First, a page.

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Why are my teeth yellow? How to avoid stained teeth

Updated: May 13

As we smile, our teeth are one of the first things people notice – often without realising this is the case. This is why many are concerned about the appearance of their teeth, and rightly so. If your teeth begin to appear less of pearly white and more of a dull yellow, they can also start to look less healthy.

If you're wondering why your teeth have taken on a yellowish tint and how you can restore them to their former glory, you’re in the right place. There are various reasons why teeth can change colour, and fortunately, there are just as many ways to prevent and treat this. Read on for our guide to why teeth yellow in the first place, and what you can do about it!


Why do Teeth Turn Yellow?

The discolouration of teeth does occur due to several factors, some of which aren’t entirely in our control. These include issues such as plaque and tartar build-up, natural aging, and genetics. Plaque is the sticky film of bacteria that forms on your teeth, and this can lead to tartar if not removed regularly. Tartar is a hardened form of plaque that is more difficult to remove and can cause a yellowish or brownish discolouration. This often builds up in the small spaces in-between teeth, but can quickly contribute to a darker overall appearance of our smiles.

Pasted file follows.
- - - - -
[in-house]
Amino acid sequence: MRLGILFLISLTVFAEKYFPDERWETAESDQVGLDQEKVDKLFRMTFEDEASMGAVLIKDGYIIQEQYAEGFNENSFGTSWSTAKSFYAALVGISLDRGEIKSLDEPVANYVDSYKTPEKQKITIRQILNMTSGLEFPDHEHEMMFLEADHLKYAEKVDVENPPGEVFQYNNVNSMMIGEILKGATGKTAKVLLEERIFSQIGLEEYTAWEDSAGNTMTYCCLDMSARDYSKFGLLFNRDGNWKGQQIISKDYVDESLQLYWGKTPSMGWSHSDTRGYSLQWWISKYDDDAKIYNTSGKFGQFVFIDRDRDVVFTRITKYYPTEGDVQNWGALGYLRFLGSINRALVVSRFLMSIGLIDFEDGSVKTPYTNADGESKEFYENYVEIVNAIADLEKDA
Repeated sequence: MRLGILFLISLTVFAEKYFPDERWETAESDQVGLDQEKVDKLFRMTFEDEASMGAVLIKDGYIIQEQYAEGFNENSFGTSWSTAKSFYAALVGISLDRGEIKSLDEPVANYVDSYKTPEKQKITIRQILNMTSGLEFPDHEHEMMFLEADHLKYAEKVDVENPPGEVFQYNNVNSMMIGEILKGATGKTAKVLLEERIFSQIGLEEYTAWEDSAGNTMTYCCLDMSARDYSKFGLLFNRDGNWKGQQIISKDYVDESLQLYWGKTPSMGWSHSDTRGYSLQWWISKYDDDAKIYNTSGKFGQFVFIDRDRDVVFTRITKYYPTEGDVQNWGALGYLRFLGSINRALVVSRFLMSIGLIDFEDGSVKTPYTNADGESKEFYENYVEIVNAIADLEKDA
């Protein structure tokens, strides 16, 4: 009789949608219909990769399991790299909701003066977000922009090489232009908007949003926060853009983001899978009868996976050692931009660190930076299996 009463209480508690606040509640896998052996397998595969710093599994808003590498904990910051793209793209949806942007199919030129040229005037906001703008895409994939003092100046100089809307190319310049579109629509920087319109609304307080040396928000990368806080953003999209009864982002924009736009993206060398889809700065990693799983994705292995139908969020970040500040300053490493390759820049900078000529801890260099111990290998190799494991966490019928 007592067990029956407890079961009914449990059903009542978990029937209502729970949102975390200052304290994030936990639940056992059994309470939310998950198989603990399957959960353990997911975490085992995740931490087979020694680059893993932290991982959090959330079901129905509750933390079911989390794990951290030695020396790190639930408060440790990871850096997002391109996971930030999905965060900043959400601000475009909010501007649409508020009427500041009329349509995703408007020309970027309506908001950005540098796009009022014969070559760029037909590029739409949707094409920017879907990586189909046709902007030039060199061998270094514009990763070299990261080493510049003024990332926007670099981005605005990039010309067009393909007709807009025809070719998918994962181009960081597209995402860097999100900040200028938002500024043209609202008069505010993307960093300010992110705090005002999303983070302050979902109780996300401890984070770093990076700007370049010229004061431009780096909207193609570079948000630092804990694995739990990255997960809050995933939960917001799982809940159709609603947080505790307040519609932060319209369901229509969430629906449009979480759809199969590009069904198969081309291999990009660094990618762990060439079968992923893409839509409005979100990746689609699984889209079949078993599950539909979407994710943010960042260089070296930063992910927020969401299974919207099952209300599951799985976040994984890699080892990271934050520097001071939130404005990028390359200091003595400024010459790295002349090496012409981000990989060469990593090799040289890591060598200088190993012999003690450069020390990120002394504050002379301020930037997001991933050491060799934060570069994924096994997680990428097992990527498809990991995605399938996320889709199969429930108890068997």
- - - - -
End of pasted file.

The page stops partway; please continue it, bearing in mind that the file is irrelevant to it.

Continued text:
Additionally, as we age, the outer layer of enamel on our teeth wears down, revealing the naturally yellower dentin layer that sits underneath. Genetic factors also play a role in the natural colour of our dentin, which varies from person to person. While some yellowing is inevitable due to these natural processes, there are many effective ways to manage and reduce discolouration. Below, we’ll discuss a few of the most achievable tips.


Avoiding Yellow Teeth

Ensuring your smile stays bright, white and looking healthy isn't just about dealing with discolouration after it happens; it's about prevention. Here are some of the most beneficial and proactive steps you can take to keep your teeth looking their best:


Avoid the wrong kinds of food

Our diets play a crucial role in determining the colour of your teeth and how quickly they stain. Drinks like coffee, tea, and red wine are notorious for staining teeth as they contain tannins – those bitter chemical compounds that can easily bind to proteins and lead to a yellowing hue.

Coffee and red wine aren’t the only concern, however. Highly pigmented foods such as berries and beetroot can also leave their mark. While you don’t have to cut these out of your diet entirely, it definitely helps to consume them in moderation. You can also take extra precautions by rinsing your mouth with water after consuming staining foods or drinks, which can help minimise their effects on your teeth by washing away any residue quickly.

Stop smoking

Smoking is one of the worst offenders when it comes to yellowing teeth. Tobacco not only stains teeth but also contributes to gum disease and other serious oral health issues. Quitting smoking can significantly improve the health and appearance of your teeth and gums.